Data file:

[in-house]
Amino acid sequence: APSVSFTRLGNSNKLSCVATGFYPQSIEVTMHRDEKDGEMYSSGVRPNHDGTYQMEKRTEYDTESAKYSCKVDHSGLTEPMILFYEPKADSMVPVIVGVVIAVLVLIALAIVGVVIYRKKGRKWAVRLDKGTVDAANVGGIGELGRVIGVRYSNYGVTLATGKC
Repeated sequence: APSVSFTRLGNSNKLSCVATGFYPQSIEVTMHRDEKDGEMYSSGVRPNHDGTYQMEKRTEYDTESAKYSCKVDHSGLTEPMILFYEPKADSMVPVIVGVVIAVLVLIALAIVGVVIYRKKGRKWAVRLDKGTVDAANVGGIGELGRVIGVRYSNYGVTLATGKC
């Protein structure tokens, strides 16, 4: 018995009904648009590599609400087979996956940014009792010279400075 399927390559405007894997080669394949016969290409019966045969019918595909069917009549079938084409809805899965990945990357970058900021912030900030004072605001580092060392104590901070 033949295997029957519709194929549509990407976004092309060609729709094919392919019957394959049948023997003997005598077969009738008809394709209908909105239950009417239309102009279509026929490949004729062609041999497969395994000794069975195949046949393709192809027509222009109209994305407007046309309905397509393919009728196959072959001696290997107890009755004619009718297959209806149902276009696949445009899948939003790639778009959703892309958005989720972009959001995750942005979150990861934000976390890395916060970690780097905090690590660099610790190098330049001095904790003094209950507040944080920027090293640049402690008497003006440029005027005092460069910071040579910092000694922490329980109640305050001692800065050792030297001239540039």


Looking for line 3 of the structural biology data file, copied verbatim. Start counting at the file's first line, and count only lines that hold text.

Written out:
Repeated sequence: APSVSFTRLGNSNKLSCVATGFYPQSIEVTMHRDEKDGEMYSSGVRPNHDGTYQMEKRTEYDTESAKYSCKVDHSGLTEPMILFYEPKADSMVPVIVGVVIAVLVLIALAIVGVVIYRKKGRKWAVRLDKGTVDAANVGGIGELGRVIGVRYSNYGVTLATGKC